No one injured after blast rocks West Bank near Jewish settlements
Sunday, April 15th 2001, 12:00 am
By: News On 6
JERUSALEM (AP) _ Israeli-Palestinian tensions swelled as Passover ended and Easter began Sunday, when a roadside explosion went off near an Israeli army checkpoint on the West Bank. No injuries were immediately reported.
The blast occurred along a road connecting Jewish settlements on the West Bank to Israel. Military sources in Israel said they believed the explosion was caused by an unidentified device that was planted along the road.
The incident comes a day after two pipe bombs exploded in the Tel Aviv suburb of Kfar Saba, injuring one Israeli seriously. The area where Sunday's blast occurred is only a few miles from Kfar Saba, just across from the so-called green line that divides the West Bank and Israel.
A group called the Aqsa Martyr Brigades took responsibility for the Kfar Saba bombings in a statement faxed to a news agency in Beirut. The group said the bombings were carried out ``to retaliate for the continued Israeli aggression.''
Meanwhile, Jordanian Foreign Minister Abdul-Ilah Khatib was to meet with Prime Minister Ariel Sharon and Foreign Minister Shimon Peres on Monday. Khatib plans to travel to Israel to promote a Jordan-Egypt plan aimed at defusing hostilities between Israel and the Palestinians.
The initiative calls on Israel to remove travel restrictions against Palestinians, transfer funds, pull back tanks and troops, stop construction of Jewish settlements and implement signed agreements. Once those steps are taken, peace negotiations would resume.
Sharon has said he would not comment on the plan until it is officially presented, but government officials have been quoted by Israeli media as saying it is unacceptable. Palestinians support the plan but say they have little hope that the Israeli side will agree to it.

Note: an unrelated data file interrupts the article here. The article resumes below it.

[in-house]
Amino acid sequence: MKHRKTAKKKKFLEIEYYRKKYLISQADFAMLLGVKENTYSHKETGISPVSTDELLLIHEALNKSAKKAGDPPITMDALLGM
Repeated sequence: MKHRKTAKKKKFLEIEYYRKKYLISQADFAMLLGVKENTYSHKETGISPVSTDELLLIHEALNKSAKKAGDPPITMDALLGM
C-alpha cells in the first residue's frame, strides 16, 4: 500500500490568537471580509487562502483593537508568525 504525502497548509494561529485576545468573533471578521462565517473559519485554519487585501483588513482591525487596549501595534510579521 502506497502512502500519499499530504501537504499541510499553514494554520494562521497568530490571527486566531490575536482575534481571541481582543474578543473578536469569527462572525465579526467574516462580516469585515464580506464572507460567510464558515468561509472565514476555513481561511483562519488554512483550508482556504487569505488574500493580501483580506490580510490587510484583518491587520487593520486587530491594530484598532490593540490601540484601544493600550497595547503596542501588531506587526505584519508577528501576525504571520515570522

``I think peace negotiations with Sharon are a waste of time,'' Ahmed Abdel Rahman, an aide to Palestinian leader Yasser Arafat, said Sunday. ``We do not expect any dramatic changes from this meeting.''
In the Gaza Strip on Sunday, more than 1,000 Palestinians attended the funeral of 25-year-old Mohammed Yassin Nassar, who was killed the day before when a bomb he was making went off in a house in Gaza City.
Hamas officials said Nassar was a driver for Hamas spiritual leader Ahmed Yassin.
``Our holy war will not stop until we end the occupation and liberate the Holy Land of Palestine. We will not give up,'' Hamas leader Abedl Aziz Rantisi told mourners. ``We will move forward in our march toward Jerusalem.''
On Saturday, 40 Palestinians were injured, four of them critically, by live and rubber-coated steel bullets during clashes with Israeli soldiers in two places in the Gaza Strip and West Bank, Palestinians said.
The violence spread to another front Saturday when an Israeli soldier was killed on Israel's northern border in a missile attack by the Hezbollah militia. Israel launched air strikes on suspected militia hide-outs in retaliation.
The bloodshed over the weekend signaled an end to a brief ebb in the more than six months of fighting. The lull had followed a U.S.-sponsored meeting between security commanders from the two sides on Wednesday.
A second round of talks were scheduled for Monday, but a Palestinian Cabinet member said he saw no purpose in the meeting because the Israeli side seemed uninterested in peace.
``Israel itself does not want these meetings. The proof is continuous Israeli attacks after each meeting,'' Information Minister Yasser Abed Rabbo told The Associated Press.